It is an assumption in some quarters that one must either be fully supportive or completely condemnatory of technology, with very little room left for the middle ground. One either hears the incessant songs of individuals and corporations lauding technology in a quasi-messianic form, or one hears the equally incessant songs of those who condemn technology as demonic. Why must we only deal with absolutes and extremes? Is there room for a critique that falls between condemnation and celebration?
My motivation for writing this piece comes from the video Look Up, and thus will focus on social media.
Now this is, ultimately, a harmless triviality (we shan’t dwell on the obvious irony of a video that condemns social media out-of-hand becoming widely watched due to that very technology), but it is emblematic of a deeper and far more worrying trend: it often seems that the only people willing to engage in critiques of technology and modernity are fools or, perhaps worse, outright reactionaries.
‘All distances in time and space are shrinking. Places that a person previously reached after weeks and months on the road are now reached by airplane overnight. What a person previously received news of only after years, if at all, is now experienced hourly over the radio in no time. The germination and flourishing of plants that remained concealed through the seasons, film now exhibits in a single minute. Film shows the distant cities of the most ancient civilisations as if they stood as this very moment amidst today’s street traffic.’ –Martin Heidegger
We might add to this: ‘And now information technology allows for people with whom we would never speak ready access to our lives, to retain connections that would be otherwise sundered, and to engage with and experience cultures on the far side of the world.’
At a first glance, the above might seem to be an unambiguous praise of the miracles of technology, but we must not let ourselves be deceived: Heidegger’s relationship with technology is most certainly not one of ready praise, it is one of suspicion…but not outright hostility either. In his own words: ‘Technology is not demonic, but its essence is mysterious.’ [own emphasis] The spirit of this expression may, perhaps, be expounded as follows: we are as mistaken in assuming that technology is out-right evil as we are that it will save the world. There are, of course, subtleties to this statement that are lost by my literalising paraphrase (to borrow an expression from Graham Harman), and I advise the reader to find a copy of Heidegger’s essay The Question Concerning Technology to appreciate what is meant by both ‘technology’ and ‘essence,’ but for our immediate purposes, we can read the above loosely.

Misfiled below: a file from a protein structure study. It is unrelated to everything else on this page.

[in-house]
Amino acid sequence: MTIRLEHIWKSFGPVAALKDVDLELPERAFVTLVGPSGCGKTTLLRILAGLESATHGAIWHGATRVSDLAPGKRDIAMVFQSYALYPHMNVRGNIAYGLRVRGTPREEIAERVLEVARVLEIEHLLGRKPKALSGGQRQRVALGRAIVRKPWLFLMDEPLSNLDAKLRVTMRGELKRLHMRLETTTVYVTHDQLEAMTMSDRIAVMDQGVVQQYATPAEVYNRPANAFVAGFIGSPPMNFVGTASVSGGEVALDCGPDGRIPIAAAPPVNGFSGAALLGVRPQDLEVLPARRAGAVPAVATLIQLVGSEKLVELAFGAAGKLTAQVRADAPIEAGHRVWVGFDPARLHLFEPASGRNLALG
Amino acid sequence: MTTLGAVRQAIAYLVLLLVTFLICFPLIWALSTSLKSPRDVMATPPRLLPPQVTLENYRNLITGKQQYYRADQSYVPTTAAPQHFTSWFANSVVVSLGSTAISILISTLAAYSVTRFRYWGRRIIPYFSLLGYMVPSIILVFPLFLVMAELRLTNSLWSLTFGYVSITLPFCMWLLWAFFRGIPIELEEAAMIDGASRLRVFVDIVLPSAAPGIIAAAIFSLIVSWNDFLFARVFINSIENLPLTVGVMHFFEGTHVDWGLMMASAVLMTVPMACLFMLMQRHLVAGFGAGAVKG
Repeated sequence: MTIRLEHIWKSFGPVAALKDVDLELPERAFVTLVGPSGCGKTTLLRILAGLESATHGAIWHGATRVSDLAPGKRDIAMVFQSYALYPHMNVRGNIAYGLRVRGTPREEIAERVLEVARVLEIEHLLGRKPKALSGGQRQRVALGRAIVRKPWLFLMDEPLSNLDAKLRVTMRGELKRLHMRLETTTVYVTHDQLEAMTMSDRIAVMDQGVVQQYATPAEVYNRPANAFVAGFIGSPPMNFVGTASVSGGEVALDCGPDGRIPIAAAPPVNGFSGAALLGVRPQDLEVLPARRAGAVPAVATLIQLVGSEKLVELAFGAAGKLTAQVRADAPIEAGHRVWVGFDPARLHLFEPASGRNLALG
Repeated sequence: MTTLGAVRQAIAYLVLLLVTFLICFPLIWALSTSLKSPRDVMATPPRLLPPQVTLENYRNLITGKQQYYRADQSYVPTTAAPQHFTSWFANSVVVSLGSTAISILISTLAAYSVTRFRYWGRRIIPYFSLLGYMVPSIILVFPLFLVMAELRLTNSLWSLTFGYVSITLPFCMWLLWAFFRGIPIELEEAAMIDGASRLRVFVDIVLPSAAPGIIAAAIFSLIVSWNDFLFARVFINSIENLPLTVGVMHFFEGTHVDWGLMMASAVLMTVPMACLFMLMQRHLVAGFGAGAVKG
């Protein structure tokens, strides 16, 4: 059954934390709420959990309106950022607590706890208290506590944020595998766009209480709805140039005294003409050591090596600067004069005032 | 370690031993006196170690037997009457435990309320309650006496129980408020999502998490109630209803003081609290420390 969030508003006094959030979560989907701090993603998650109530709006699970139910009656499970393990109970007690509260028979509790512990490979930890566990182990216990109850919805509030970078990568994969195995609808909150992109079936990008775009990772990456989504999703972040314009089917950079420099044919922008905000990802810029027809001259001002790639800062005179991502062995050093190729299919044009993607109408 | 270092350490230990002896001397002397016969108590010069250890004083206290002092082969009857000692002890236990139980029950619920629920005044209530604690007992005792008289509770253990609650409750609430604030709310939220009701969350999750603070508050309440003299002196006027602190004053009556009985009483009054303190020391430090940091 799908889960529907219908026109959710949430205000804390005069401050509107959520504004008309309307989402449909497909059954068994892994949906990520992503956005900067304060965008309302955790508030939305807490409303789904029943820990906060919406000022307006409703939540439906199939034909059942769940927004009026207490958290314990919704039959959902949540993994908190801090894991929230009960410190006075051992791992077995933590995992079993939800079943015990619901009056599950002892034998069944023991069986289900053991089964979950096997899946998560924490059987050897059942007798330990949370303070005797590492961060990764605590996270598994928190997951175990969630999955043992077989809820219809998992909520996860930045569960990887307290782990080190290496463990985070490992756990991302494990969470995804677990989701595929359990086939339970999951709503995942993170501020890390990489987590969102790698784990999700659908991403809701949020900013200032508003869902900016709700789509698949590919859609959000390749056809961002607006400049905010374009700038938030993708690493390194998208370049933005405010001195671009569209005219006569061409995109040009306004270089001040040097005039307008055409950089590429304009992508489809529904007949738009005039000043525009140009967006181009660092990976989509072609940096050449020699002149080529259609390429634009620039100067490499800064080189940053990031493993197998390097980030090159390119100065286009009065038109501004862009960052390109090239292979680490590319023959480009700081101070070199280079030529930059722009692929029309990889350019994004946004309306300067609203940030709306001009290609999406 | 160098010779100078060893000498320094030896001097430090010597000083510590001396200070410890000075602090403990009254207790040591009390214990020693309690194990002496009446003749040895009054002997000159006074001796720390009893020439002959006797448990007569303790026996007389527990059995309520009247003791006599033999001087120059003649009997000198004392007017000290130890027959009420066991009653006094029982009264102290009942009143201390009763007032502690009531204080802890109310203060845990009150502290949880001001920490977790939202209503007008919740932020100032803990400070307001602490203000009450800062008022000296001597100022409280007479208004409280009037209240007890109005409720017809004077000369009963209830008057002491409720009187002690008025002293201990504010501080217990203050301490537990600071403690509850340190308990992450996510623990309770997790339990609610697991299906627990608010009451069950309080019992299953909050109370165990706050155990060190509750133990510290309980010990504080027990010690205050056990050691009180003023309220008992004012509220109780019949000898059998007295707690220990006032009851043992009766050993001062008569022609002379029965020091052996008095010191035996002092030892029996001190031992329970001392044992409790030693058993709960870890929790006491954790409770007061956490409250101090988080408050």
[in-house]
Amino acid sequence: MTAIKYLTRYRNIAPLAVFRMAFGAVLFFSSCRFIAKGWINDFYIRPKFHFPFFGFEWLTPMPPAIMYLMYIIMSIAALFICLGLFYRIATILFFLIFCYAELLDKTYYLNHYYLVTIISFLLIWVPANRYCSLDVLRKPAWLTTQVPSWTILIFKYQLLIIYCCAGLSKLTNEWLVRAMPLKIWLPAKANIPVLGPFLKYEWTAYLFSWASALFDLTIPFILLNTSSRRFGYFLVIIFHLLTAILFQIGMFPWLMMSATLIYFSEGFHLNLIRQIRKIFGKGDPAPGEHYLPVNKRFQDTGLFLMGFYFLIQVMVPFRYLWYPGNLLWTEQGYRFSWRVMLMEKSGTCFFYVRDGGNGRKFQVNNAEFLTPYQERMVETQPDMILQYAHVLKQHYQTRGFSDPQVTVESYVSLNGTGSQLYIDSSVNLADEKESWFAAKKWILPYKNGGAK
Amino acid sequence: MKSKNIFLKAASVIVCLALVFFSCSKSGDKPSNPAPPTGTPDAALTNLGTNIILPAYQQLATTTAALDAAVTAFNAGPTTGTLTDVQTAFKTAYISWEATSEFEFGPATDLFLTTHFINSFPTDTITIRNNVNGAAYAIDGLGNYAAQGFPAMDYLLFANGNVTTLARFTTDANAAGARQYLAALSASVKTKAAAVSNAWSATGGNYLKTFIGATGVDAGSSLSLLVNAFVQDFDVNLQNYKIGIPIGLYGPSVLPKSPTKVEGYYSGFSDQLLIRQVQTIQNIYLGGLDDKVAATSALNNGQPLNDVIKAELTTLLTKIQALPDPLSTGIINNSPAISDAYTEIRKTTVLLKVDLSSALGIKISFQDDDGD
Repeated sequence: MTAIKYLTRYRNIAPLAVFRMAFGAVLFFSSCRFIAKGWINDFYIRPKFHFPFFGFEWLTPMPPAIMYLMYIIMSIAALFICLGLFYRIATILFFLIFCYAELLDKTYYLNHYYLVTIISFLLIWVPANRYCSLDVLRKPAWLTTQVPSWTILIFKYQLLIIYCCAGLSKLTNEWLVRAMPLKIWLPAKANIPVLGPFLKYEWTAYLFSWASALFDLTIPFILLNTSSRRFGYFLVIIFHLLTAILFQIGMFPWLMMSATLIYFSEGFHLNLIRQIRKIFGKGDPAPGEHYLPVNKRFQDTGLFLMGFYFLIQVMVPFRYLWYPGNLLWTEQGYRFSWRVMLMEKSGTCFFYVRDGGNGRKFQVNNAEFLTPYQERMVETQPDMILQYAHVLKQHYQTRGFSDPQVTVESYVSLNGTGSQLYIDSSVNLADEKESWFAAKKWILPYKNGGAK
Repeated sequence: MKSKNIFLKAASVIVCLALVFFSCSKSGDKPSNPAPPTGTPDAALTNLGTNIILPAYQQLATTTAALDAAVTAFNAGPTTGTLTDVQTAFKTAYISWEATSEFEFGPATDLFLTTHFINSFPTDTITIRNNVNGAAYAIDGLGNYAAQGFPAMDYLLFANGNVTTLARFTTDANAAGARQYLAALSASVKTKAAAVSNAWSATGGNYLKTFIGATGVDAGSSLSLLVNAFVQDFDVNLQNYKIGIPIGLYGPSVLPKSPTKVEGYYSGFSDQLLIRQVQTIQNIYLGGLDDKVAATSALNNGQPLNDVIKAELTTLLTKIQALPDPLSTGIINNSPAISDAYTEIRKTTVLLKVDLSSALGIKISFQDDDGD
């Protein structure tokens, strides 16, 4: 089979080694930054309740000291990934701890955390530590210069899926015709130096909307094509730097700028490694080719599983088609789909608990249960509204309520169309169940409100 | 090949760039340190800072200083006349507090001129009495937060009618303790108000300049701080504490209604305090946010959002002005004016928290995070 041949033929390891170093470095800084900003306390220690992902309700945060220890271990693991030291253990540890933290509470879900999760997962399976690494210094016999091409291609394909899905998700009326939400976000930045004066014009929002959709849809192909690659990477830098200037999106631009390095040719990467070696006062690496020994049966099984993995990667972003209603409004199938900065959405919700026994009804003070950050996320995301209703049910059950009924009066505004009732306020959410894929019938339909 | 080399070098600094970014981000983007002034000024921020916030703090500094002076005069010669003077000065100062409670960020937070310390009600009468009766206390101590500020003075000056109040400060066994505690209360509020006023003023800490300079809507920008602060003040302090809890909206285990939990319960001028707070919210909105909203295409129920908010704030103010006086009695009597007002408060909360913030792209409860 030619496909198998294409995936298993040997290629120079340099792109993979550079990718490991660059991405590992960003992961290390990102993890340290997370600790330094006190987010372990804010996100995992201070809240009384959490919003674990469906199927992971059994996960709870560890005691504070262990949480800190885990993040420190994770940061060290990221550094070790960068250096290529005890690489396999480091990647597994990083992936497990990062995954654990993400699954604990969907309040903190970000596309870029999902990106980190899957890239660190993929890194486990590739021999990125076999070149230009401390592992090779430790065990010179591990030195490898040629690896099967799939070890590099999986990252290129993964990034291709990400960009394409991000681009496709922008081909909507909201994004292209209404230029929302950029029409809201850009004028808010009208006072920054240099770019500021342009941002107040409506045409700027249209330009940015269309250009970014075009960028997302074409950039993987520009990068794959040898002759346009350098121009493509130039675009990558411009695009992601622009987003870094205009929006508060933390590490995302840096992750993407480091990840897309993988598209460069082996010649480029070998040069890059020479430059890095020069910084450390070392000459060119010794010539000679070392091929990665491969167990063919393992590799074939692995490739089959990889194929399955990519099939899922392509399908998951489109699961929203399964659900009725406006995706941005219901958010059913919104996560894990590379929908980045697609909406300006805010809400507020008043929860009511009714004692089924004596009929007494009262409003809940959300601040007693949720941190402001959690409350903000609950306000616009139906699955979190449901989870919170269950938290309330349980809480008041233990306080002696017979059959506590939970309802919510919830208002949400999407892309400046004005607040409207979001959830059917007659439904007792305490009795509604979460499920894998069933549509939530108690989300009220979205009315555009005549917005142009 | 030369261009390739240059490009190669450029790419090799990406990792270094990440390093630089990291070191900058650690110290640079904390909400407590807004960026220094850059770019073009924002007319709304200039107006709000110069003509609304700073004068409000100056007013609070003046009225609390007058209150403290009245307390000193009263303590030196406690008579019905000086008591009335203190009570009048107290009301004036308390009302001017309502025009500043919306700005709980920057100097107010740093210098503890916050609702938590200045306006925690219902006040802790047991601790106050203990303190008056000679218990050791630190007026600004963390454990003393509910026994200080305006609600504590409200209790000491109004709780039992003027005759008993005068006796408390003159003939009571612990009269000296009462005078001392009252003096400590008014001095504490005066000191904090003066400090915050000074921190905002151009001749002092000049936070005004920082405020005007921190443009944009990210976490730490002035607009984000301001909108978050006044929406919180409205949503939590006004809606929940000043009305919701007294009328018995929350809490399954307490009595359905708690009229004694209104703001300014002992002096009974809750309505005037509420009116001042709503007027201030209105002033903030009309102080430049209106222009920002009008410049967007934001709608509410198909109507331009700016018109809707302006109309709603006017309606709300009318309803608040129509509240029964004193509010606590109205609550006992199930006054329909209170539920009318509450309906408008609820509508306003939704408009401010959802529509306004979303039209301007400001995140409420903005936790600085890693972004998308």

Before we continue with the more abstract points, let us first discuss the video itself. Questions of its quality aside (personally, I found it laughably trite and obvious), what are the main points to extract here? That social media technology has forced us apart under the guise of bringing us together, that we have lost the simple relationship of the face-to-face and the spontaneity of meeting new people. Now, as is often the case, there is partial truth to all these points (there’s partial truth to most points).
We should not disguise the problems that social media (or any form of technology) creates, this much is obvious. But, neither must we try and hide from the benefits it provides. I will here direct the reader to this excellent article for a similar discussion of ‘pros’ and ‘cons’ of modernity.
Of course, social media now means that instead of going out and speaking with one’s friends it is now an option to simply send them a Facebook message. It is also an option to use Facebook to arrange to meet them face-to-face. Both of these options are always available to us. Facebook hasn’t killed personal relationships, though I would not say that it has necessarily enhanced them either. Rather, it has given us access to new forms of relationships which were previously impossible. I can, do, and hope to continue to maintain relationships with people I care about using social media. I have had friendships begin thanks to this new form of technology. You might respond: ‘Well, you could always write letters to your friends, or phone them, if you want to continue these relationships afar!’
It is, of course, not a case of saying that all the ‘net has done is allow for a more efficient form of communication than the post, as no form of technology is ‘neutral’ in that way. But the fact of the matter is, as put very well in the article mentioned above, thanks to social media relationships that would have been impossible beforehand are now readily available to be explored. No, having a friend you’ve never met in person, who you know from a forum or a Facebook group, is not the same thing as having a pen-pal you’ve never met, but that is not to say that it is therefore of less worth. It is of different worth, of different value.
The real problem, and this is what the video is touching on but fails to properly engage with (drowning its point in sentiment and bad poetry), is that we might lose forms of relationship that we had previously, forms of relationship that we ought to protect. The danger that technology poses for Heidegger, and I am inclined to agree with him here, is that the mind-set that technology (here understood to include also science- again, I recommend you read his essay on the subject) conceals from us other potential ways of revealing the world and other people. It shuts off old forms of relationship even as it opens the way to new ones.
We must, however, remember that Heidegger tells us that the essence of technology is not demonic but mysterious. The last words on what technology means for us are still yet to be uttered.
And a viral video on YouTube most certainly won’t help us venture closer to them.